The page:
But open the drawer on that recycled wicker nightstand, and behold: It’s a veritable toxic-waste dump.
Sex toys — dildos, vibrators, that three-hole doll and even the hot vinyl nurse’s outfit you wore on your anniversary — generally reek of chemicals that can damage your body and poison the landfills. Especially nasty are the jiggly-jelly-type playthings, marketed as mimicking real skin. Fashioned out of polyvinyl chloride (PVC) and softened with phthalates (pronounced “thal-ates”), these objects cause enough trouble when you mash them up against your privates — both PVC and phthalates contain toxic substances linked to fertility impairment and cancer. Nor are they safe stashed in the drawer: Because phthalates loosen up plastic molecules instead of bonding to them, they “off-gas” VOCs with little provocation.
But the real nightmare begins when you try to dispose of these toys and outfits, as you inevitably will: Incinerated PVC releases lead into the air; dumped in a landfill, it can leach dioxin; and in the recycling process, it turns into airborne benzene. Phthalates have now accumulated in our earth and water to the extent that almost everybody has some.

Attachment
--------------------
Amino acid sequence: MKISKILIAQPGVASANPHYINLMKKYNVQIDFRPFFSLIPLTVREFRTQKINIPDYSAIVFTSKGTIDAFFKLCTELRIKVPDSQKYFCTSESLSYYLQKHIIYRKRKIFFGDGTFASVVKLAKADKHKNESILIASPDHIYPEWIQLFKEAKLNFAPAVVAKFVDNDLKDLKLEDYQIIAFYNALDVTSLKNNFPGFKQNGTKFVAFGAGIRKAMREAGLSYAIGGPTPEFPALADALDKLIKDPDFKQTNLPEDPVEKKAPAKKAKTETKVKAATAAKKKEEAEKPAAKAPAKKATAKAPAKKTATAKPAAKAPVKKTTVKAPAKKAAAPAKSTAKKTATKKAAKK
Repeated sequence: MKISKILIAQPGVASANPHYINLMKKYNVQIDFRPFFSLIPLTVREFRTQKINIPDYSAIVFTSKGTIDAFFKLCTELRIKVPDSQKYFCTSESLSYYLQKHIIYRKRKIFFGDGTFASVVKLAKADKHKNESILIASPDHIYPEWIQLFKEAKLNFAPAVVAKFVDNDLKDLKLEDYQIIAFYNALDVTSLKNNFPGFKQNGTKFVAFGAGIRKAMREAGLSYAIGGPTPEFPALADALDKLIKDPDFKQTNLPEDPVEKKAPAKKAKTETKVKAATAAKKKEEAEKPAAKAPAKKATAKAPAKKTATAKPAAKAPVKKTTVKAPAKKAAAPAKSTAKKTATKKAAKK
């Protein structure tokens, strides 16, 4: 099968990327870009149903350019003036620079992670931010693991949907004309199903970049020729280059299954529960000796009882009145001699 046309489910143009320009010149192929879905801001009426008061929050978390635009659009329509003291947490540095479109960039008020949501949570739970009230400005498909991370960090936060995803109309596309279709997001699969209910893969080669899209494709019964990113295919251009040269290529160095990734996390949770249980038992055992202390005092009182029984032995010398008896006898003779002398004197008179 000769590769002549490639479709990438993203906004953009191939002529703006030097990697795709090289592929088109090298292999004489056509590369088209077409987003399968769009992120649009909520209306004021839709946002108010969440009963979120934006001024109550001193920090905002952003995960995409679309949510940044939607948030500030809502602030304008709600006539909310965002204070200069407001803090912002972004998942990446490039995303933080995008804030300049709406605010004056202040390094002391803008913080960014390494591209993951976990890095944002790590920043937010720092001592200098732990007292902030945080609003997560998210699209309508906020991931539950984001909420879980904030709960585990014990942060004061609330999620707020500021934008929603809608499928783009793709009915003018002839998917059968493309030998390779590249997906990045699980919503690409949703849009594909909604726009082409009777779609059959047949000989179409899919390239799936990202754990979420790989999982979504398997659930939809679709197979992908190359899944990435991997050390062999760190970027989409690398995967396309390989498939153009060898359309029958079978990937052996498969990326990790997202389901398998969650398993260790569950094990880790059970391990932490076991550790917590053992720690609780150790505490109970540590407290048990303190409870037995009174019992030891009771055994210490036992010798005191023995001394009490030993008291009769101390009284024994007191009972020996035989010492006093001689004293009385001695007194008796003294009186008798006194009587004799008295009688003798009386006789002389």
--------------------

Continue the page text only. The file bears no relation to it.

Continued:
The solution: Look for PVC and phthalate-free sex toys made of elastomers such as silicone or natural rubber, or surgical steel and acrylic. Online, Toys in Babeland (www.babeland.com) and Womyn’s Ware (http://womynsware.com) offer plenty of enviro-conscious options, as does the Pleasure Chest (http://thepleasurechest.com), both online and in its West Hollywood store.
And please, dress up in something other than vinyl. It never really felt that good, did it?
Running a small solar-powered generator on the patio does more for a person than just shave a few kilowatts off the electricity bill, or provide relatively cheap outdoor electricity where there was none before. When you dedicate a few appliances to a limited power supply, you come to understand your own energy consumption in more tangible terms — you might think of it as raising your energy consciousness.
And unlike a full-on grid-tied home conversion, a homemade solar generator does not require massive capital investment and a certified electrical technician. True, those systems can now once again earn significant rebates from both the Los Angeles Department of Water and Power’s Solar Incentive Program and California’s Million Solar Roofs initiative that your puny little backyard power supply cannot. But you don’t need $35,000 up-front to install it either.